The Next Big Things: People and their Stories

RealtimeBoard Team | 9 min read

Society is fixated on the next big thing. People don’t like being late to the game, and it’s a matter of pride for many to be, what is termed, early adopters. The main reason for this is that you gain the most benefit from something when you can predict whether it’s the next big thing or not at an early stage.

Even better is when you can be involved in the development of the next big thing. Every day, thousands of people go to work with the mission of creating the next big thing. The most effective way to do this is to know what goes into making a next big thing and understanding what made next big things of the past so successful.

Many people are quick to assign the term next big thing to a developing idea or technology. But it is usually not an overnight event that results in a next big thing, but instead the continuous work of teams of people that, in hindsight, is recognizable as the major contribution it is. We believe that the next big things were created by people, for people, with the future in mind. These things have a major influence on our lives and, as such, we’ve decided to dive in and take a look at some of the biggest next big things in history, as well as dwell a bit on what we can expect in our future, and, what is more important, to represent people behind some of the next big things.

What is a Next Big Thing

In his book on the topic, The Next Big Thing, Richard Faulk delves into a number of themes which he considers as being the next big things of history. He notes that he limited himself to the past 3,000 years of history, and includes such ancient inventions as alcohol, the chariot, philosophy and religion.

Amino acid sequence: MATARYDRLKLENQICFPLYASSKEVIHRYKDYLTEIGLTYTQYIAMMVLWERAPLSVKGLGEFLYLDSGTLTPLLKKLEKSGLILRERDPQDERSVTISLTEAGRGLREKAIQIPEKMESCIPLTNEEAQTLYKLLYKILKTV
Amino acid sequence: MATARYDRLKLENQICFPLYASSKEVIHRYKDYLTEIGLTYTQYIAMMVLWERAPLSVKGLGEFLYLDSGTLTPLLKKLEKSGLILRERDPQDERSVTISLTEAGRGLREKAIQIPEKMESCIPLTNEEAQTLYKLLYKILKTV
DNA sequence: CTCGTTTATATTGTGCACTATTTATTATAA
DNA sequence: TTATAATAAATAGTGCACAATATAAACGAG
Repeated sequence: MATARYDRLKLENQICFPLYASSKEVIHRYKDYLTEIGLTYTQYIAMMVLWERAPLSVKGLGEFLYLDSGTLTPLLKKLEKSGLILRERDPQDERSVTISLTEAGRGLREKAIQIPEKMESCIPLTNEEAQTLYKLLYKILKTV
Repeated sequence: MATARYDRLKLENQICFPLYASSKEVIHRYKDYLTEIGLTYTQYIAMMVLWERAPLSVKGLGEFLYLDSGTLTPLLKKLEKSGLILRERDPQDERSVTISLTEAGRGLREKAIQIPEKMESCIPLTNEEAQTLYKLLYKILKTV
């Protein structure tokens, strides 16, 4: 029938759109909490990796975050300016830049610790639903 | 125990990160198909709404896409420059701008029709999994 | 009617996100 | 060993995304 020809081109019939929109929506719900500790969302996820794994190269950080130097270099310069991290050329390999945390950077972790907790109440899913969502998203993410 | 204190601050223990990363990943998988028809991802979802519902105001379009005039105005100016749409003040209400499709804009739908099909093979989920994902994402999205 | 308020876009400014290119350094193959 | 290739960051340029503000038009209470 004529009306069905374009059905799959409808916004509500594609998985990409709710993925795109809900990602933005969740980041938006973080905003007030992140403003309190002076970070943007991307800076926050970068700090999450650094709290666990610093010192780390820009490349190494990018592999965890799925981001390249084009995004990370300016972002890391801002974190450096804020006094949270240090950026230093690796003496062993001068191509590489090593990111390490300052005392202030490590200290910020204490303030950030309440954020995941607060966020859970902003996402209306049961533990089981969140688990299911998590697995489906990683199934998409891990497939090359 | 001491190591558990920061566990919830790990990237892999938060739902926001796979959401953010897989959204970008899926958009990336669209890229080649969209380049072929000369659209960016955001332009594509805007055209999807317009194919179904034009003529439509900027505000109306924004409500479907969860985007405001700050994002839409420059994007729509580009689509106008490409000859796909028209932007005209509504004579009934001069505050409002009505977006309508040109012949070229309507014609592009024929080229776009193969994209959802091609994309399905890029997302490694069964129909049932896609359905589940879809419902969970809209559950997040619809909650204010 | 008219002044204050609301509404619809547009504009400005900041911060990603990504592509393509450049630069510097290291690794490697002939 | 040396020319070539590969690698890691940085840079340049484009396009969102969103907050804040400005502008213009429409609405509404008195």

Along with Faulk’s ideas, many people throw out human’s control of fire and development of agriculture to be two turning points in our development as a species. The impact that these and Faulk’s suggestions had on society cannot be denied, but were they really the next big thing?

We think not. One of our key definitions for what a next big thing is relates to the intention of the development to change society. While all these ideas impacted our society, it happened almost by chance, and was not intentional.

So what then was the first next big thing? How about the steam engine? The first working example was demonstrated in 1698 by Thomas Savery. 80 years later, James Watt patented an improved design that went on to trigger a number of developments during the industrial revolution.

Watt recognized the value of his invention and almost suffered financial ruin while trying to commercialize it, eventually teaming up with Matthew Boulton in 1775 to make a success of it.

As we carry on to discuss some newer inventions that fit the bill of being the next big thing, we’re interested in your views on the first next big thing. Is there an obvious one you can think of, or do you disagree with our requirements for defining a next big thing? Be sure to let us know in the comments.

Next Big Thing

Sebastian Thrun and Waymo